100 illustrations in 2 days?
In June 2014, Wikimedia Norge was contacted by Andreas Berg, a professor of illustrations at the department of graphic design and illustration at the Oslo National Academy of the Arts. He had an idea. In preparation for the upcoming fall semester, he drafted a workshop that centered on Wikipedia. The aim of this workshop was to teach students how to design and make use of freely licenced illustrations.
Wikimedia Norge adopted the proposal and compiled a list of 100 Wikipedia articles that were without illustrations. An academic program was created, comprising of six lectures. Over the course of the series, the topics ranged from the transition of print to online encyclopedias, over gender issues in dictionaries, to the use of cultural “big data”. Students would be taught how to use free licences, and how deconstruct the elements that make a successful illustration.
We reached out to a variety of people, some from past collaborations and others we had heard speak at conferences. Our requests were well received; however, it was difficult to narrow down specific articles. After extensive creative help and good advice from Svein Nyhus, both an award winning illustrator and a Wikipedian, we chose a list that consisted mostly of articles about abstract words. Here are some examples: inner peace, power nap, master suppression techniques, shame, political asylum and rapid eye movement sleep.
Encyclopedias are a pillar of Western culture. The French Encyclopédie has represented the ideal of an inseparable basic structure of text and images in a national framework for over 200 years. This alone, with its complex implications, is good enough reason for professors Berg and his colleague Martin Egge Lundell to deal with encyclopedias: “Up until fifteen years ago, major projects were in process all over the world to create national encyclopedias. It was considered a state responsibility. Nationalism was empowered by authority. The Internet has completely reshaped the concept of encyclopedias, and Wikimedia projects have been a driving force in that development.”
Berg and Lundell approached Wikimedia Norge with the idea of a two day workshop for 50 students of illustration and graphic design, an experiment with the aim to produce one hundred illustrations for Wikipedia. Designing scientific images for encyclopedias was a sharp contrast to the work students were used to creating. «With Pang-Start 2014 we wanted to get the students as a group to playfully use their abilities and skills, taking into account the responsibility that comes with any kind of interference in the media», say Berg and Lundell.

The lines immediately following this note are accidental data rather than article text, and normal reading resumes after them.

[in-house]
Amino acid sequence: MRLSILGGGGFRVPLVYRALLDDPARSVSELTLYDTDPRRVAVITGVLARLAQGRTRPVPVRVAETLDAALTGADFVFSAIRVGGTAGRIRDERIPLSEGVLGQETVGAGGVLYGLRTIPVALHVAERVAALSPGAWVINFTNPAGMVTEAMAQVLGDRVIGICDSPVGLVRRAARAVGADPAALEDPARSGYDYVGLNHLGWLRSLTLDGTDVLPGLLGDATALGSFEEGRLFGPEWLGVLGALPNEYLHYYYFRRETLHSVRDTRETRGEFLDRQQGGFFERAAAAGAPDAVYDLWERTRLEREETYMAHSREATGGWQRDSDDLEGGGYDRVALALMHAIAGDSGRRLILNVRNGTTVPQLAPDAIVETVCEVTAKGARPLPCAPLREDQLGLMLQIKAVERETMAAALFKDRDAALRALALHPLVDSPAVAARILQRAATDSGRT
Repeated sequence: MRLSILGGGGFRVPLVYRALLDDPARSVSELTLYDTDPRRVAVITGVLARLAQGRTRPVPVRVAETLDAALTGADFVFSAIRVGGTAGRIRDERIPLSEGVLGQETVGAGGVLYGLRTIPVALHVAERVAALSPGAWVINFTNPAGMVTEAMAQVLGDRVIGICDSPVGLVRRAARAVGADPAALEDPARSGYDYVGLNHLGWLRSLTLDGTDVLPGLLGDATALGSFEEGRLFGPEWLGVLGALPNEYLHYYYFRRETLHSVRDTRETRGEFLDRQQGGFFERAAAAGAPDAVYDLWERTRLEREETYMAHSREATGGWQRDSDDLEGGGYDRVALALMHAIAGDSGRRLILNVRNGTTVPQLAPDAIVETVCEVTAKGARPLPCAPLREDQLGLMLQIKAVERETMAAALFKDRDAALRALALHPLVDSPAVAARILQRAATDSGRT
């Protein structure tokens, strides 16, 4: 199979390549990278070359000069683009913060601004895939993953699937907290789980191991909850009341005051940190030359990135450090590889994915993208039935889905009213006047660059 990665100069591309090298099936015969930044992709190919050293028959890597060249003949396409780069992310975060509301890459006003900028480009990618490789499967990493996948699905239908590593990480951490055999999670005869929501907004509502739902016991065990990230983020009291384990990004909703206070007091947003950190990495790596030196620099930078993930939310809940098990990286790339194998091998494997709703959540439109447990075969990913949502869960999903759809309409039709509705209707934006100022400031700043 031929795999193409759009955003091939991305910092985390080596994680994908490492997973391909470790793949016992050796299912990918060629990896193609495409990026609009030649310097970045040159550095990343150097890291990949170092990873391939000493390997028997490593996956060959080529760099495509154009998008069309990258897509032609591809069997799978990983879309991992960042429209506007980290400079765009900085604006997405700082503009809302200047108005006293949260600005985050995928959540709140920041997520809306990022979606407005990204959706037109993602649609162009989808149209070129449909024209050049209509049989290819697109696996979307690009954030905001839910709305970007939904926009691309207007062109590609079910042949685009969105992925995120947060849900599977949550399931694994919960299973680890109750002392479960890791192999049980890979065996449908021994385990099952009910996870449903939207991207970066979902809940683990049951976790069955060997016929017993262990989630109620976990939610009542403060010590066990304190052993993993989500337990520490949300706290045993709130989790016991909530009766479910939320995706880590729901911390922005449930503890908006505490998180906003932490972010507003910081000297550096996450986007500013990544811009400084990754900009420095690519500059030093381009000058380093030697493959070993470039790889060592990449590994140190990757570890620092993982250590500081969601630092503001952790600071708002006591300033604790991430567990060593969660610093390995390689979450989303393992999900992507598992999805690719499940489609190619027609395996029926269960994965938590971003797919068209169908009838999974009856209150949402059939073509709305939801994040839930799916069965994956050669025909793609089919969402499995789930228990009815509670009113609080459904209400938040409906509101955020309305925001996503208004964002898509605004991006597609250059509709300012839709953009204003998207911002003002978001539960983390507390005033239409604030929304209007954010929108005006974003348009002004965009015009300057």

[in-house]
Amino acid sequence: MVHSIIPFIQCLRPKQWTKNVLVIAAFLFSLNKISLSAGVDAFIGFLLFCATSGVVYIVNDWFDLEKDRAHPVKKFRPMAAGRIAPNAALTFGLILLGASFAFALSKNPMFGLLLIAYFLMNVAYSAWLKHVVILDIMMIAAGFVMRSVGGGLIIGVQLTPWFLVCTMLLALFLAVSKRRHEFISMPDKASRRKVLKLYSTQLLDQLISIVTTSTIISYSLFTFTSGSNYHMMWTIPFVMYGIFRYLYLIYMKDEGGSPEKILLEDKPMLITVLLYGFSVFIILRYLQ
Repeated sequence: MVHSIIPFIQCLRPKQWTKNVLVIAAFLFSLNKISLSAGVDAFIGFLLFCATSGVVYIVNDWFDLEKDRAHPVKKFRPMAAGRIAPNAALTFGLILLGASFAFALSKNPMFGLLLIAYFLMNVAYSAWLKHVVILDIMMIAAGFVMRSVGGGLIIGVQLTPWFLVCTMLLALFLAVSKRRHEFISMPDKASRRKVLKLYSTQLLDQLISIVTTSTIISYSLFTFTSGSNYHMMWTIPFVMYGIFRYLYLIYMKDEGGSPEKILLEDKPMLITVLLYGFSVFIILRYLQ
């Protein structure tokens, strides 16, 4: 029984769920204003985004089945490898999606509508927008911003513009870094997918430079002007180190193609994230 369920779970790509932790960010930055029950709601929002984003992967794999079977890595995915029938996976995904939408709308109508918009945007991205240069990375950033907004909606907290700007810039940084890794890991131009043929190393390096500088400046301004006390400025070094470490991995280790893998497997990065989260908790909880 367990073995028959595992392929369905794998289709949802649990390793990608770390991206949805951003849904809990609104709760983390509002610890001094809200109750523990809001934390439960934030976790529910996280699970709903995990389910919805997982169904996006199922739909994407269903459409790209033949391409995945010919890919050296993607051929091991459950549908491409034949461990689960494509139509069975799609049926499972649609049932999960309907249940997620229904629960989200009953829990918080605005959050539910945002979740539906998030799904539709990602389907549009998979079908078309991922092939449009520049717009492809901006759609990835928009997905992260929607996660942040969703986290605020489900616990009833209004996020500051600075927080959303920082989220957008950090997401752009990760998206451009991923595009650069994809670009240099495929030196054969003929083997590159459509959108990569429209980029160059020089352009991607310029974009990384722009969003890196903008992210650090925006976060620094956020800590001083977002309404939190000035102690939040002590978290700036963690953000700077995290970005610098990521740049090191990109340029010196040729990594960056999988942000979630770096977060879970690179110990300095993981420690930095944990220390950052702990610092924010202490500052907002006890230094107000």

Pang-Start 2014 dealt with general questions within the field of graphic design and illustration: Who decides the content? What is the difference between user and producer? What is possible to communicate and what is not? And specifically, when it comes to the free encyclopedia: What is national and what is international on Wikipedia? Who is in charge? Who really cares about the design and the images? And, last but not least, how to contribute?
The workshop resulted in the publication of 72 distinct illustrations, that have been thus far put to use on Bokmål Wikipedia, Nynorsk Wikipedia (2 Norwegian Wikipedias), Indonesian Wiktionary, English Wikipedia and Arabian Wikipedia. You can see all the illustrations by clicking here.
Contribution can have many forms, and most importantly, a wide range of meanings for the person who decides to take part. Help us expand this project and take its stories further: share, contribute, and use the images we brought on the Wikimedia projects!
- Astrid Carlsen, project leader at Wikimedia Norge
- Andreas Berg, professor of illustration at the Oslo National Academy of the Arts
- Martin Egge Lundell, professor of graphic design at the Oslo National Academy of the Arts
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